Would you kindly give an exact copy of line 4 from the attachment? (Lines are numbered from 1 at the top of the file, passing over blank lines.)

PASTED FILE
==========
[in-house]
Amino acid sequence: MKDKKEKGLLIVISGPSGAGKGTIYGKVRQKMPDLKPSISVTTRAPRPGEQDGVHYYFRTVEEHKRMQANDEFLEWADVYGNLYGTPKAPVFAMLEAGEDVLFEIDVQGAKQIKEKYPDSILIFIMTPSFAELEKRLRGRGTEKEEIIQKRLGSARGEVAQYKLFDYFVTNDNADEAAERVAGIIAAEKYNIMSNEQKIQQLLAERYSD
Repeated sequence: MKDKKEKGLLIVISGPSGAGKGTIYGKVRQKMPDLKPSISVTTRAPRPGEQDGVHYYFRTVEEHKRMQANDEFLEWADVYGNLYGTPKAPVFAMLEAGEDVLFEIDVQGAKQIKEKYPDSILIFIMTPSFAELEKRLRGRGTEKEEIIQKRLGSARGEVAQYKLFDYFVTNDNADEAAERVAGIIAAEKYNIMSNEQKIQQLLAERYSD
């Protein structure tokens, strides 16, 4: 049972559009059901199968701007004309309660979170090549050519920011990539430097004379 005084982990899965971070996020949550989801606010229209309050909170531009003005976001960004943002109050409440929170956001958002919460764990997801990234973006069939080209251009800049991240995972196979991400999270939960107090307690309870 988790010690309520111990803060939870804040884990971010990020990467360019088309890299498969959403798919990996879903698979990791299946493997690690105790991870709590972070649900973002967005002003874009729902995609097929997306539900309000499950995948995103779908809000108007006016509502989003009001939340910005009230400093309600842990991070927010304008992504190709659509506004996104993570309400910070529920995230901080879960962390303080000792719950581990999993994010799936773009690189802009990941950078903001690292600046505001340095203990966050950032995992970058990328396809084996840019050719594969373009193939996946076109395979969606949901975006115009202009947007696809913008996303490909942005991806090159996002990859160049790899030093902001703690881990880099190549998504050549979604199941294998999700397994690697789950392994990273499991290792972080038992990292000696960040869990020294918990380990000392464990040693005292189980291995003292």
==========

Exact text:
């Protein structure tokens, strides 16, 4: 049972559009059901199968701007004309309660979170090549050519920011990539430097004379 005084982990899965971070996020949550989801606010229209309050909170531009003005976001960004943002109050409440929170956001958002919460764990997801990234973006069939080209251009800049991240995972196979991400999270939960107090307690309870 988790010690309520111990803060939870804040884990971010990020990467360019088309890299498969959403798919990996879903698979990791299946493997690690105790991870709590972070649900973002967005002003874009729902995609097929997306539900309000499950995948995103779908809000108007006016509502989003009001939340910005009230400093309600842990991070927010304008992504190709659509506004996104993570309400910070529920995230901080879960962390303080000792719950581990999993994010799936773009690189802009990941950078903001690292600046505001340095203990966050950032995992970058990328396809084996840019050719594969373009193939996946076109395979969606949901975006115009202009947007696809913008996303490909942005991806090159996002990859160049790899030093902001703690881990880099190549998504050549979604199941294998999700397994690697789950392994990273499991290792972080038992990292000696960040869990020294918990380990000392464990040693005292189980291995003292």